Missing piece found in liver puzzle

Israeli scientists report producing large quantities of functional liver cells from human embryonic and genetically engineered stem cells.

German doctors perform liver surgery in Hamburg (photo credit: REUTERS)
German doctors perform liver surgery in Hamburg
(photo credit: REUTERS)
The liver plays a critical role in human metabolism; as the gatekeeper of the digestive track, this large organ is responsible for the breakdown of drugs and is therefore the first to be injured due to overdose or misuse. Evaluating this drug-induced liver injury is a critical part of pharmaceutical drug discovery and must be carried out on human liver cells. Unfortunately, human liver cells – called hepatocytes – are in scarce supply as they can be isolated only from donated organs.
Now, in research published on the cover of a recent edition of Hepatology, scientists from the Hebrew University of Jerusalem’s Alexander Grass Center for Bioengineering report producing large quantities of functional liver cells from human embryonic and genetically engineered stem cells.
“This is quite a revolution for pharmaceutical drug discovery,” said Prof. Yaakov Nahmias, the study’s senior author. “While other groups have been able to produce liver cells before us, their cells showed little functional activity and could not be used reliably for drug discovery. Until now, stem cell-derived hepatocytes showed little ability to predict clinical outcome.”
The limited availability of functional hepatocytes for drug testing is a major bottleneck bringing pharmaceutical companies to spend $1 billion per year on liver cells alone.
“Our ability to produce an unlimited supply of functional liver cells from human pluripotent stem cells can change all that,” said Nahmias.
The breakthrough came with the birth of Nahmias’s baby girl earlier this year.
“I watched her feeding just moments after birth, and I realized this was the first time her liver started working. Nobody had thought of mimicking this part of human development before, so that’s exactly what we did.”
The team went on to discover that the bacteria populating the infant gut moments after birth produce vitamin K2 and bile acids that activate the fetal liver’s dormant drug metabolism program.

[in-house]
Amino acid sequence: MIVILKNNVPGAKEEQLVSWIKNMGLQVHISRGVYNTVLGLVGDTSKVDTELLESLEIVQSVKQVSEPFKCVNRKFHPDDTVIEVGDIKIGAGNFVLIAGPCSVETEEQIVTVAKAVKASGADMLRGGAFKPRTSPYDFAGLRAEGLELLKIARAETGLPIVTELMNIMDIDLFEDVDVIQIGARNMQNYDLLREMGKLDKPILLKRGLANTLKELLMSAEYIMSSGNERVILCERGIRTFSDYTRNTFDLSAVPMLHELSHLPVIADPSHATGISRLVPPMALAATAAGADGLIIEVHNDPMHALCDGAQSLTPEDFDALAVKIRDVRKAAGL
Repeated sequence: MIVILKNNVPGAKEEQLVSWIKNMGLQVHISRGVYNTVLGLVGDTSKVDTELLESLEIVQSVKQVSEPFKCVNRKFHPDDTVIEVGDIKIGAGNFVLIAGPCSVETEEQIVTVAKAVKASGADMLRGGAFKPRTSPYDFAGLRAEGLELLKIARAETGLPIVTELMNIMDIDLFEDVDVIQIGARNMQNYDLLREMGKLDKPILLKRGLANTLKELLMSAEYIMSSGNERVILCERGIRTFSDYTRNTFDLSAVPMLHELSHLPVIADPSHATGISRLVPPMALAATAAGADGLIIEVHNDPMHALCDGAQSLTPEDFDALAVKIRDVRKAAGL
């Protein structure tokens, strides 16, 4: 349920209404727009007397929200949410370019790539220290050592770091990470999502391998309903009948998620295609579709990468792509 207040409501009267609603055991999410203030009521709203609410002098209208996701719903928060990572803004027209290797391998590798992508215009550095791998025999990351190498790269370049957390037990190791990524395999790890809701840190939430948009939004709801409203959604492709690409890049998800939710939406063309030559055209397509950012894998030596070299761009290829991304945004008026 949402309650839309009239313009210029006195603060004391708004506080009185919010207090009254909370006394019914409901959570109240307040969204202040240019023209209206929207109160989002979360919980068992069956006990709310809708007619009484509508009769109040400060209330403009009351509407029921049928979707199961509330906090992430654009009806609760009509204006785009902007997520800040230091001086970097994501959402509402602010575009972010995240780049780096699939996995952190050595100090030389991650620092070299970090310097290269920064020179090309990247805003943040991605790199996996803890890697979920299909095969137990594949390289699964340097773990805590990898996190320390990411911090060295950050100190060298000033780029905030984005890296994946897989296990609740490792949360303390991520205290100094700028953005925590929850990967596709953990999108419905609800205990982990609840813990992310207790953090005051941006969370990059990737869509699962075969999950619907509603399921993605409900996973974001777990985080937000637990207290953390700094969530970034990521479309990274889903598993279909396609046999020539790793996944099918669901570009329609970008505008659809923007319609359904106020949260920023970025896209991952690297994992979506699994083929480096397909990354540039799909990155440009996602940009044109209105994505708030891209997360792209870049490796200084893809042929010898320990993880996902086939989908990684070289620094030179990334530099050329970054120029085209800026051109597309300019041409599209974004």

The groundbreaking work further demonstrated that liver cells produced from either embryonic stem cells or genetically engineered skin cells can detect the toxic effect of over a dozen drugs with greater than 97 percent accuracy.
“The implications for liver biology and drug discovery are quite staggering,” said Prof. Oren Shibolet, head of the liver unit at the Tel-Aviv Sourasky Medical Center, who was not involved in this study. “The method provides access to unlimited amounts of functional liver cells and is likely to critically improve our ability to predict drug toxicity, which was previously limited by the unavailability of liver cells."
"Furthermore, as gut bacteria develop differently in infants delivered by Caesarean section, the mode of delivery can possibly affect newborns’ liver maturation. Current practice is to routinely administer Vitamin K to newborns. The data presented suggest that parents abstaining from this practice may cause liver maturation and drug metabolism in their children to develop quite differently.”
Targeting the strain of bacteria that causes ulcers may help prevent stomach cancer, according to a new review published in the Cochrane Library. Eradicating Helicobacter pylori bacteria – the main cause of stomach ulcers – with a short course of therapy comprising two commonly used medicines may help to reduce the risk of gastric cancer.
Stomach, or gastric, cancer is the third-most-common cause of death from cancer worldwide, and people who are infected with the Helicobacter pylori bacteria are more likely to develop the disease.
About two-thirds of humans have H. pylori in their bodies, but in most cases we experience no discomfort or other symptoms. However, it can be wiped out with a simple, short course of antibiotics, often used with another medicine that suppresses the production of gastric acid. To determine whether eliminating H. pylori might reduce the incidence of gastric cancer, researchers analyzed all published randomized controlled trials comparing at least one week of H. pylori therapy, with placebo or no treatment, in otherwise healthy and asymptomatic H. pylori-positive adults. The review included six trials of 6,500 people that followed participants for at least two years and that had at least two participants who developed gastric cancer.
The studies mostly used a combination of antibiotics with medicines from a class of drugs that suppress gastric acid production (proton pump inhibitors). An analysis of the studies’ results revealed that combining antibiotics with gastric acid suppressor therapy given for between one and two weeks prevented the development of gastric cancer compared with placebo or no treatment: in the studies, 1.6 percent of those given H. pylori treatment developed gastric cancer compared with 2.4% given no treatment or a placebo. However, the number of deaths from gastric cancer in the trials was low, and there was insufficient evidence to be certain whether eradication improved survival.
“The findings of this systematic review and meta-analysis add to the increasing evidence that eradicating H. pylori in the general population has the potential to prevent gastric cancer. International guidelines for the management of H. pylori infection may change as a result,” said co-author Prof. Paul Moayyedi of Canada’s McMaster University.
“More research is needed on the extent of this effect and on any potential harms of H. pylori treatment before it can be advocated as a means of preventing gastric cancer.”